- “Dead Reflection” is $9.99 on iTunes, $9.49 on Amazon and $8.99 at Best Buy
There has one band that has always been at the forefront of the emo and post-hardcore scene. You could always find a Hot Topic store blasting one of their tracks or another, and for good reason. When Silverstein hit the mainstream with their first few records, everyone was listening. As the years went on, their sound began to evolve to reflect the changes. Now after all this time of touring and making music, the band is back with their ninth-studio album, “Dead Reflection,” an album that sees the band weathered and honest in a way they have not been in a long time.
Silverstein, based out of Ontario, Canada, have been around for almost two decades. The band has often been slapped with tons of labels as the years have gone by, but are often described as a post-hardcore outfit. With sweeping vocals, larger than life melodies and some deep and dark lyrics, it is not that hard to see why their debut album “When Broken Is Easily Fixed” did so well. From there, Silverstein were hard at work constantly releasing a new record every couple of years. The band’s eighth-studio album “I Am Alive in Everything I Touch” was a huge step forward for the band. The band has been known for writing conceptual albums that tell a compelling story and “I Am Alive…” was no different. Now their latest release may not be a conceptual album, it does look back into the band’s past.
“Dead Reflection” is a 12-track record that clocks in at around 42 minutes in length. Because it is not a concept album like some of the band’s previous releases, it leaves room for more variety. “Dead Reflection” is vocalist Shane Told’s letter to a better future. The record deals with themes of overcoming one’s past struggles to deal with a brighter future. A touching sentiment for sure, it is undercut at moments when some tracks begin to feel too over produced, and layers and layers begin to really drown out a decent track.
Musically, what works well for “Dead Reflection” is that it is reminiscent of their debut album but modified to the modern age. When you listen to tracks like “Mirror Box” and “Retrograde” you get flashbacks to older Silverstein. Plenty of fast-paced melodies and catchy rhythms are scattered throughout the record that really make it a treat when you listen to something like “Demons” or “Lost Positives.” When you start to get into the second half of the record though is when you really start to notice a tonal shift. Once you reach tracks like “The Afterglow” or “Cut and Run,” you get these pop-like anthems that are suited best for a Warped Tour set. While both “The Afterglow” and “Cut and Run” are not bad tracks, they are a big enough change in style to be noticeable, which in an otherwise heavy record can be a bit distracting.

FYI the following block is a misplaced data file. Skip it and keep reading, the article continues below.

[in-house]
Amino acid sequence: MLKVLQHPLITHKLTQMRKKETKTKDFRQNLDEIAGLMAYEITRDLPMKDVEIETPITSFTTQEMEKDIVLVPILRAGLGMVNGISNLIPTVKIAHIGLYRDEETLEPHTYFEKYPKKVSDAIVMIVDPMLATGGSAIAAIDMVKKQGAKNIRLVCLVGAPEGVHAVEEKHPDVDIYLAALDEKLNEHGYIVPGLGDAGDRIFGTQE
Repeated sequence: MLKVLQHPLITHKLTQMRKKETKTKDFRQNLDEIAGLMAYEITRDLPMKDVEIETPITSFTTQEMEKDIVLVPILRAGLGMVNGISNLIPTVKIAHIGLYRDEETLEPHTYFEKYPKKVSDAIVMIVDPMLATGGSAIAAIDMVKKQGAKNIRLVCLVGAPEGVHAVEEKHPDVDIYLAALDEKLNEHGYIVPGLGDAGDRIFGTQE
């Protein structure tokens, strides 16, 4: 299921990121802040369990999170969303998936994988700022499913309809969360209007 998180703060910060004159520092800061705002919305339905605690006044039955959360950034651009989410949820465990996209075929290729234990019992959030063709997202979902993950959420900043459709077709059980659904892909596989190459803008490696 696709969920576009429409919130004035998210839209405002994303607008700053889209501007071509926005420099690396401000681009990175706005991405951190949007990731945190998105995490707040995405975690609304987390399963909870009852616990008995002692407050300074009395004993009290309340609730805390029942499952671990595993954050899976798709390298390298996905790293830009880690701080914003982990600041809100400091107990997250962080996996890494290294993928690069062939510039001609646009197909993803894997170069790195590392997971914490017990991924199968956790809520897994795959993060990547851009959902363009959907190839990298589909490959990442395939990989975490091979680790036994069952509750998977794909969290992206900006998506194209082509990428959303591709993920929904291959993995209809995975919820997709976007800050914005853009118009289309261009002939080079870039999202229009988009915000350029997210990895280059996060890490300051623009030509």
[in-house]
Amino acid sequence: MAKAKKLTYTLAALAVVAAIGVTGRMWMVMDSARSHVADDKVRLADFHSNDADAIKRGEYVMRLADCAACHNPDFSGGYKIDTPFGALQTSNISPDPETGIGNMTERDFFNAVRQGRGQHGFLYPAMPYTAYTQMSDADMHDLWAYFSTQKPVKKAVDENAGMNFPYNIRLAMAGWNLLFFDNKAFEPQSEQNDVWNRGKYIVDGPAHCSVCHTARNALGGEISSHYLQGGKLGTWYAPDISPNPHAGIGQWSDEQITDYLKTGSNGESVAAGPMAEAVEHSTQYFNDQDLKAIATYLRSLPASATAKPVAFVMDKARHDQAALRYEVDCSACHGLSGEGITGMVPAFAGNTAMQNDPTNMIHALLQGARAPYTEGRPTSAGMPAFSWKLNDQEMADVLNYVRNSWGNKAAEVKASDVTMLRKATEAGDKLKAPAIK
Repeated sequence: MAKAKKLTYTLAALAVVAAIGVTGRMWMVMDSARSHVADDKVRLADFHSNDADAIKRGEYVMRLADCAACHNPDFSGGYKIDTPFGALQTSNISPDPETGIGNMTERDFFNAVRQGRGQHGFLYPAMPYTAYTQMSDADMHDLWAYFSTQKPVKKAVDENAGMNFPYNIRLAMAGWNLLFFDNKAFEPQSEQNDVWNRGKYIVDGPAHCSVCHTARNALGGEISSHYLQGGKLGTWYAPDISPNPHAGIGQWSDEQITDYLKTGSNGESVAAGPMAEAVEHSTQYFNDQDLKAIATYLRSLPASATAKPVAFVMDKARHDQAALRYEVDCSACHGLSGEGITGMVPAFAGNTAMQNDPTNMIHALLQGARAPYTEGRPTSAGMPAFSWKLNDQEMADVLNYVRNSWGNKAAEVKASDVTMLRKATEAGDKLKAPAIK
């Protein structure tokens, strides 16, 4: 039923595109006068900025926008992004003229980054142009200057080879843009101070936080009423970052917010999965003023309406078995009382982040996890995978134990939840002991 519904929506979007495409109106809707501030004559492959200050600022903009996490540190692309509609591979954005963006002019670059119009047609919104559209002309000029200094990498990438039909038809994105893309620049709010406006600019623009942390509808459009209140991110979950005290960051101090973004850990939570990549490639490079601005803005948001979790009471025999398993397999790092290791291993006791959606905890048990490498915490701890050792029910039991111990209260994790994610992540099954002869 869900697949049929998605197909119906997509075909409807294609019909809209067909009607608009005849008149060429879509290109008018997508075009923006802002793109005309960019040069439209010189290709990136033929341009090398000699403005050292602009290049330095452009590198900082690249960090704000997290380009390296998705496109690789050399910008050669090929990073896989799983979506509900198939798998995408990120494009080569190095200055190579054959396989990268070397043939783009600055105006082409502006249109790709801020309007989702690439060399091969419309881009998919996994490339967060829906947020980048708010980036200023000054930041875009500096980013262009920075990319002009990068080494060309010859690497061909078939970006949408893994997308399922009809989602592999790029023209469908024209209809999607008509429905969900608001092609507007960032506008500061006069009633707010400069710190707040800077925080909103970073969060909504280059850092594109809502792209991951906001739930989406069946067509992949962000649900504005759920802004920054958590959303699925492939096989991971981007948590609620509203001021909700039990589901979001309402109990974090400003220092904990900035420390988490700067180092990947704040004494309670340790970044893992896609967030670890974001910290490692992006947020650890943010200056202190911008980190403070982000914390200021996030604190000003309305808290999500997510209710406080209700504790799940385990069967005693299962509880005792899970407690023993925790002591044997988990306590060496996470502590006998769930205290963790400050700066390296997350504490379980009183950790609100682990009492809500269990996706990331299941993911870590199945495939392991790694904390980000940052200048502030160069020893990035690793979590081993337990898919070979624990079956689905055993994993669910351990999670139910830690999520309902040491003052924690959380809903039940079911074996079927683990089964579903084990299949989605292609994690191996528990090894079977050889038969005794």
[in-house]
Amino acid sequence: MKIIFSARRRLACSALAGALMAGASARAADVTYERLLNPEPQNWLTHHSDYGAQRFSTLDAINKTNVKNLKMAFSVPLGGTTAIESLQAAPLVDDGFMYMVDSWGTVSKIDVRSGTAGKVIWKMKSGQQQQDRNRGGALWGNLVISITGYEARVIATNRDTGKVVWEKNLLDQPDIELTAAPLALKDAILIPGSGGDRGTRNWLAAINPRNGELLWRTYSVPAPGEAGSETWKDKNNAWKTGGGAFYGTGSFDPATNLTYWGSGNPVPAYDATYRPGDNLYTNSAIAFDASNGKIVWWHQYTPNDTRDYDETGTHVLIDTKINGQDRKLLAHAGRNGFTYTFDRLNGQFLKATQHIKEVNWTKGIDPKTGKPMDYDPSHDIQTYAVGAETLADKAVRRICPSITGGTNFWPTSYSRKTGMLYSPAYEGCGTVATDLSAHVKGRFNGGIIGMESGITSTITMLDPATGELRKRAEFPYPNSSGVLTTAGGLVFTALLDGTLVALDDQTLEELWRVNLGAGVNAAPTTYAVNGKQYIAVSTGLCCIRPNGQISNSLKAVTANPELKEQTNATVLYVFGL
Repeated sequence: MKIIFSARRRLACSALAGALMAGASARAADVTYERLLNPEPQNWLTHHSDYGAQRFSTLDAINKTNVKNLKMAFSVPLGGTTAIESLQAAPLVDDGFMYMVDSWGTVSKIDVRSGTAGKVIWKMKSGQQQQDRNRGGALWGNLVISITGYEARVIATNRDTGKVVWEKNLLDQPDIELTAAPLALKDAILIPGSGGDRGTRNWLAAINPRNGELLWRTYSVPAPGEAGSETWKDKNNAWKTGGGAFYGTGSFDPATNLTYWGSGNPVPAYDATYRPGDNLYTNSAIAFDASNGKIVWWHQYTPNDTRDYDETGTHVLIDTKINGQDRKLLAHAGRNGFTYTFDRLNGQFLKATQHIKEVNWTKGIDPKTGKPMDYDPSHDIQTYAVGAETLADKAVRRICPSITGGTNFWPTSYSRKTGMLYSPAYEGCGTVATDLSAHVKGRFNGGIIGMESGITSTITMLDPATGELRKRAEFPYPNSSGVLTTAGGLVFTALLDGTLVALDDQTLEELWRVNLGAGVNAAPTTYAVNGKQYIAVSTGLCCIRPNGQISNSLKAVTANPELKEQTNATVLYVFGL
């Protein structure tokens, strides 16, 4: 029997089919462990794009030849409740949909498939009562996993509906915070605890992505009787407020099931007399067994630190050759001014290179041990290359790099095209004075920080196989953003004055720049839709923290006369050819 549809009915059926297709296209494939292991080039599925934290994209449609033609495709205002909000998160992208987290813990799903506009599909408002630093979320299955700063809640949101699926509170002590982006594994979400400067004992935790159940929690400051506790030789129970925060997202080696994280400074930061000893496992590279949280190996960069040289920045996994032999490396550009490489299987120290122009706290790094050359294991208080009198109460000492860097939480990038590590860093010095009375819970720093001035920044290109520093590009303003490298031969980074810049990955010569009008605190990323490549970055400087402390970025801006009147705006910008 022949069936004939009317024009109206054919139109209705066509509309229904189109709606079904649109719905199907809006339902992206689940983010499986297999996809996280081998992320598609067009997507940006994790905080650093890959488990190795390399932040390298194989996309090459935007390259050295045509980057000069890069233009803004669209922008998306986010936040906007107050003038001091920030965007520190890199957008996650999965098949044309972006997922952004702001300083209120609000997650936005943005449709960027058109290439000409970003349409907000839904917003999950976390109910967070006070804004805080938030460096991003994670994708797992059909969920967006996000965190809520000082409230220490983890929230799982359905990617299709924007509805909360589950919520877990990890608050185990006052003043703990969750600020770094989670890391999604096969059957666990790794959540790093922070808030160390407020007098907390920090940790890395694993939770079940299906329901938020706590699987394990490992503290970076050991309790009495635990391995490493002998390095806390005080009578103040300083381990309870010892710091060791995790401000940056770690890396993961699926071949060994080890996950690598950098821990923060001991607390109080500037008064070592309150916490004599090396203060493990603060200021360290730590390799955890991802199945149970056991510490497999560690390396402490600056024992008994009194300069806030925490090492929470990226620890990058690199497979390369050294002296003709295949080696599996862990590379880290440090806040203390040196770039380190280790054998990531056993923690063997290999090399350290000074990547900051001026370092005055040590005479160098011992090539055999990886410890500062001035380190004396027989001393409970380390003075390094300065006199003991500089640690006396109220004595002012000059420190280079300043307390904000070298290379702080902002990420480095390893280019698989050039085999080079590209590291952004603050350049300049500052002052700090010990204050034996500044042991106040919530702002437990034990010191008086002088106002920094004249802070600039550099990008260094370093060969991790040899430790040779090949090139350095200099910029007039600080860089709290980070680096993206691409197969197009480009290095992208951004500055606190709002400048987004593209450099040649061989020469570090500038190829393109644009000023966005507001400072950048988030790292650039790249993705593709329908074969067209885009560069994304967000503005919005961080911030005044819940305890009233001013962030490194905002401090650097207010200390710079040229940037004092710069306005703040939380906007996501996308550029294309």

Lyrically, Told, who has been writing these massive elements into his songs, is still doing the same here with “Dead Reflection,” this time though he is taking a look into the mirror. The record is a attempt to be relatable for those going through a hard time and all share the same message of “the light is at the end of the tunnel.” Songs “Last Look” and “Aquamarine” really show what it is like to bottle up emotions. Told looks back on the past couple of decades and you really get a bit nostalgic if you have been a longtime fan of the band. Overall, there are moments that remind fans of each of the previous eight albums.
Should you listen to it?: Without a Doubt!
Silverstein have always been a strong band when it comes to their albums. While “Dead Reflection” may not be a conceptual album, it is a perfect jumping in point for new fans. Older fans will find a lot to appreciate with the record, while not every track may be the classic Silverstein that they were hoping for. “Dead Reflection” is a happy mix of the band trying some new things as well as keeping it all relatable for their listeners. As far as hardcore releases go, “Dead Reflection” is one of the strongest so far this year.
Collegian Reporter Alec Erickson can be reached at firstname.lastname@example.org or on twitter @CTV_Ace.